Centre for Investigative Journalism
Annual Convention: Individual Reports
Tools of the Trade
by Dave Yates
press releases. They tend to show that companies contradict themselves
over a period of time."
THE TOOLS OF THE TRADE: A compendium of tips, hints, suggestions,
friendly advice and a little preaching from one librarian and four journalists at the CIJ convention:
Erik Spicer, chief librarian of Parliament:
Librarians save time for journalists and help make
them look good. The
Parliamentary Library can verify the spelling of names or even search
out a document in another library. It belongs to an international
network of libraries as well as national and local networks. The
Library is open in the evenings and journalists can check things by
Don't forget the Public Archives. It is a mine of
information where all
research for royal commissions is stored. "Librarians are trained to
help people. We like to help people. If people don't ask us, we're out
Michel Nadeau, financial writer for Le Devoir:
Interest in the business community is growing by
leaps and bounds. In
the United States, the Wall
Street Journal has surpassed the New York
Daily News as
the biggest circulation newspaper. In Canada, The Globe
and Mail's Report on Business has gone through tremendous
There is more and more information on economic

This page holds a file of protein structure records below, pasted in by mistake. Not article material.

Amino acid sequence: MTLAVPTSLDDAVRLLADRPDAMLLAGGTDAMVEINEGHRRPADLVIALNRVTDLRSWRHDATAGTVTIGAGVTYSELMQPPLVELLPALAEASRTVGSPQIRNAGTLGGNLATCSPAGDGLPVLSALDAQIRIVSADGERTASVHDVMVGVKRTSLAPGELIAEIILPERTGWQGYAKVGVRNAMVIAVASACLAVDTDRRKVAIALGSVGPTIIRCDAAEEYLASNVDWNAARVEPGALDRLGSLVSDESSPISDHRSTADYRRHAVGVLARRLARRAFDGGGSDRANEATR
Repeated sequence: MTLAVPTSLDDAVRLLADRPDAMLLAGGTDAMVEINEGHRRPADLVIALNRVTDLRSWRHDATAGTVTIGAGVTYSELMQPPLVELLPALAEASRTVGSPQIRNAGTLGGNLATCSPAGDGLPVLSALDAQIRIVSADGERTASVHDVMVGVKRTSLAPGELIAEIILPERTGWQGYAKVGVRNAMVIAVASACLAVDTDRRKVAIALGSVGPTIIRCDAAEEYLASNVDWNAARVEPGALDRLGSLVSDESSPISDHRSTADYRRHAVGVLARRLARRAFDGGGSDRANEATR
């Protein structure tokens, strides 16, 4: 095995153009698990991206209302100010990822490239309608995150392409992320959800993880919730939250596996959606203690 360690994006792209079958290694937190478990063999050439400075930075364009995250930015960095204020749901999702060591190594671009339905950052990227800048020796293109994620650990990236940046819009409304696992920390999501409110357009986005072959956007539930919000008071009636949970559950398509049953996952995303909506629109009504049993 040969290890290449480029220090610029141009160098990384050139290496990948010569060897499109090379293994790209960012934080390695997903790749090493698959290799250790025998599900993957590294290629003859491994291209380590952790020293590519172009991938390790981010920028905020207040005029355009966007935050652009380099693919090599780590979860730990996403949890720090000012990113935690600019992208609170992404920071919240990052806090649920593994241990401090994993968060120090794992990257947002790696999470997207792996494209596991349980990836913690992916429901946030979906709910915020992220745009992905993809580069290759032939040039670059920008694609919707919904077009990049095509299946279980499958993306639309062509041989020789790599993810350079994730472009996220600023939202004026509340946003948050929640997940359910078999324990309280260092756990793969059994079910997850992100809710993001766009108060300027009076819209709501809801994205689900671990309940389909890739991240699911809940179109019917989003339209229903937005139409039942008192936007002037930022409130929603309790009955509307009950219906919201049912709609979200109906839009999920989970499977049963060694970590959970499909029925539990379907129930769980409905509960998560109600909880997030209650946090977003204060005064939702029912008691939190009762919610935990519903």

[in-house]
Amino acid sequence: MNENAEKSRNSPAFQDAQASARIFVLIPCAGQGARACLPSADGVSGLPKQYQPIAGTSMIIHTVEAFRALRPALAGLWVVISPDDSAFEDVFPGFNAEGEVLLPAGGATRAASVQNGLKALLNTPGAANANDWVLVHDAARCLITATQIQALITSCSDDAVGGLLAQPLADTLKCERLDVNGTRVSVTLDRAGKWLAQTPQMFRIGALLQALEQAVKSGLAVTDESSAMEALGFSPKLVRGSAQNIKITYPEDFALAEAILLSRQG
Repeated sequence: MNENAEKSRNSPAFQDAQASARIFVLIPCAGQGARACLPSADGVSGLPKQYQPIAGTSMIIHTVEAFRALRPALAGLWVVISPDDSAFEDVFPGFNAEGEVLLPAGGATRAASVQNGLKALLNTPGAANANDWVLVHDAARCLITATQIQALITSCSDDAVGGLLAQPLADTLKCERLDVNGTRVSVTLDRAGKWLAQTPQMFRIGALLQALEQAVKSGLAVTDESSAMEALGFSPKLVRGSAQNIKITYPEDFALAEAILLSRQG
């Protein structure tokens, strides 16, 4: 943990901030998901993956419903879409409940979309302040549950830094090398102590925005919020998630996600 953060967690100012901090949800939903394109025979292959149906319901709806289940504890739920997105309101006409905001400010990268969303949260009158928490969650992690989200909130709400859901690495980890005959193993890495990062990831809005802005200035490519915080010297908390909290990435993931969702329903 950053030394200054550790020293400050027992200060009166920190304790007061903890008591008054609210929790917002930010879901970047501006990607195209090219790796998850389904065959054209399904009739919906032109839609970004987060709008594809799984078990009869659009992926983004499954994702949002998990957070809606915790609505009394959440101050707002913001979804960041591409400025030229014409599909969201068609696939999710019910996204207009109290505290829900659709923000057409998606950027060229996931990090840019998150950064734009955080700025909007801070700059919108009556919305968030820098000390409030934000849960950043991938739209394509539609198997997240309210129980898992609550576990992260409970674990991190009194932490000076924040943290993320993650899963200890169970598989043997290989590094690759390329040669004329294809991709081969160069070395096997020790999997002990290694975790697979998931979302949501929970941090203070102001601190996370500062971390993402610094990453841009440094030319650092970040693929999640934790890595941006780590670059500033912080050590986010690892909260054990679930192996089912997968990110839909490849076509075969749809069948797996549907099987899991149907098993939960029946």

matters, but is it good
information? Business people make decisions as important as
politicians. They decide how we will eat, dress and where we live. In
Quebec, the media owners have more influence on culture than Camille
Laurin, while John Bassett and Kenneth Thomson have a huge control over
English-speaking Canada's culture.
Campeau and Trizec have more influence on housing
than all the
ministers of housing. So it's necessary to know how the big
corporations make their decisions.
The media report all the increases in oil prices,
but don't push the point that one major oil company paid no taxes in
Statistics Canada can provide information on the
of companies. Other government departments, such as the Department of
Consumer and Corporate Affairs, can tell you who controls what in a
company, profits and other data.
More information on Canadian companies whose
shares trade on U.S.
markets can be had through the U.S. Securities Exchange Commission. Ask
for the 10-K form. It lists the salaries of directors and their fringe
When Bell Canada refused union demands for indexed
pensions, a check
with the 10-K form showed the directors all had indexed pensions. It
also lists the home numbers and addresses of directors so you can give
them a dingle during the evening or on weekends.
Keep press releases. They tend to show that
themselves over a period of time. Annual reports contain useful
information. Analyses for the customers of stockbrokers have heaps of
figures on companies. And don't forget to cultivate unhappy
middle management people. They provide tips.
Sheila McLeod Arnopoulos, freelance writer and
co-author of Le fait
anglais du Québec:
When going undercover (as she did for a series on
conditions of immigrant workers in Montreal), you must do a lot of
preliminary research. She talked to 50 immigrants who couldn't give
their names for fear of being fired. But she developed a good picture
of the immigrant sweatshops. Some places had rats in the toilets. At
another company, the workers had to leave by jumping out a window onto
a garage roof because the owners left early and locked the doors.
More research was done by reading legislation such